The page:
Hyundai, Kia retract mileage claims
Automakers overestimated mpg, will compensate buyers
In addition, the South Korean partners will lower the fuel-economy estimates on most of their 2012 and 2013 models, the Detroit News said. The move follows an investigation by the U.S. Environmental Protection Agency, which found discrepancies between its own test results and company figures.
The newspaper said Hyundai Motor America CEO John Krafcik attributed the problem to "procedural errors" in the automaker's own testing. He said Hyundai has identified the source of discrepancies between its testing method and the EPA's recommended approach.
"Given the importance of fuel efficiency to all of us, we're extremely sorry about these errors," Krafcik said. "We're going to make this right."
Michael Sprague, executive vice president for marketing at Kia Motors America, also apologized in an interview with the newspaper.
The newspaper said Hyundai will retract its claim that it leads the industry with four models that get 40 miles per gallon on the highway. According to EPA records obtained by the paper, the estimated highway mileages of the 2013 Accent, Veloster and Elantra will fall to 37 or 38 mpg.
The combined average fuel economy for Hyundai and Kia models will fall to 26 mpg from 27 mpg for the 2012 model year, the News said.
The newspaper said Hyundai and Kia dealers will check odomoters to determine how much owners might have saved had they achieved the stated gas mileage.
The companies will then add 15 percent to that dollar total and send debit cards to owners for as long as they own their cars.
Sprague told the newspaper that an owner who drove 15,000 miles in Florida this year in a car with an overstated fuel economy of 1 mpg would get a refund of about $88.
New window stickers with the adjusted fuel-economy figures should be applied to unsold Hyundais and Kias within days, Krafcik told the newspaper.
Hyundai and Kia are owned by the same parent company and share factories, research, platforms and powertrains across many car and light-truck models.
However, they market and sell models through separate dealership channels.
The Associated Press said the EPA received about a dozen complaints from consumers that the mileage on their 2012 Hyundai Elantra compact cars didn't match the numbers on the window stickers.
"Consumers rely on the window sticker to help make informed choices about the cars they buy," Gina McCarthy, assistant administrator of the EPA's air-quality office, said in a statement cited by the AP. "EPA's investigation will help protect consumers and ensure a level playing field among automakers."
-- Automotive News
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The biggest problem is the use of ethanol blended gasoline. It takes 1 and 1/2 gallons of ethanol to equal the BTU output of one gallon of regular non blended gasoline. Add to that the ethanol is a 'dry' fuel that accelerates the wear in engine components and you reduce both the life and efficiency of the engine. Now add to that the cost to produce ethanol fuel in regards to the higher use of diesel to produce and deliver the ethanol and you have even more waste. Then as a final condemnation of the use of ethanol it reduces the average mile per gallon efficiency by over one mpg for the average car or truck. Is it any wonder the federal government does not care about the inefficiency since they tax consumption on the gallon of gas you purchase at the pump? The inefficiency raises more money for the government...so they are in the business of preventing higher efficiency to a large extent to make more money to waste on pet projects.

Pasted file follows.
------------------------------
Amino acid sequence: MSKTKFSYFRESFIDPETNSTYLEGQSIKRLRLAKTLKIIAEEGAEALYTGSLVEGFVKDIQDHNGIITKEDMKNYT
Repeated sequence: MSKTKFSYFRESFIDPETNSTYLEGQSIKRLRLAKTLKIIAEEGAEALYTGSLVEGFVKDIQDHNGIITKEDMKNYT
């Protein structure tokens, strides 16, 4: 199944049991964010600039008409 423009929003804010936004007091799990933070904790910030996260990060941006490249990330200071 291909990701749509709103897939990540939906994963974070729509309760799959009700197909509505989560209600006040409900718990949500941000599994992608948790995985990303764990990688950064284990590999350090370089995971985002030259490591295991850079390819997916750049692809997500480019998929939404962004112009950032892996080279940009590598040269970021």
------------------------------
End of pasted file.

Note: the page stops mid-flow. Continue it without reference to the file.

Even with these re-rating adjustments, the new numbers probably still won't be accurate. After reading numerous magazine tests over the years, I've seen real-world tested fuel economy all over the map versus the EPA estimates for the individual vehicles. In mixed driving, few vehicles test right at the EPA combined estimate, others don't even reach the city numbers while some approach the highway numbers (mainly diesels).
Proof positive that the EPA labels are virtually worthless for comparison purposes.
I have the New Optima and drove from Central New Jersey to Baltimore and averaged 32 mpg. Not bad know matter how you slice and dice it!!!!!! If you want the truth they all lie about there mpg.
I had a Chrysler that said 25 mpg and I was lucky to 18 to 19!
They all smudge it to their benifit... no matter how gentle you drive it, it is almost impossible to ascertain the mileage they claim...
Most cars now have a instant fuel mileage gauge, they also have an average. To say that you had no idea what kind of mileage you are going to get is stupid. Also there is a huge difference between freeway mileage at 55-60 than at 70-80. I have gotten better than sticker with my last three cars. Not all the time granted, but it was achievable.
I think in the future you will see more cars get better than sticker mileage.
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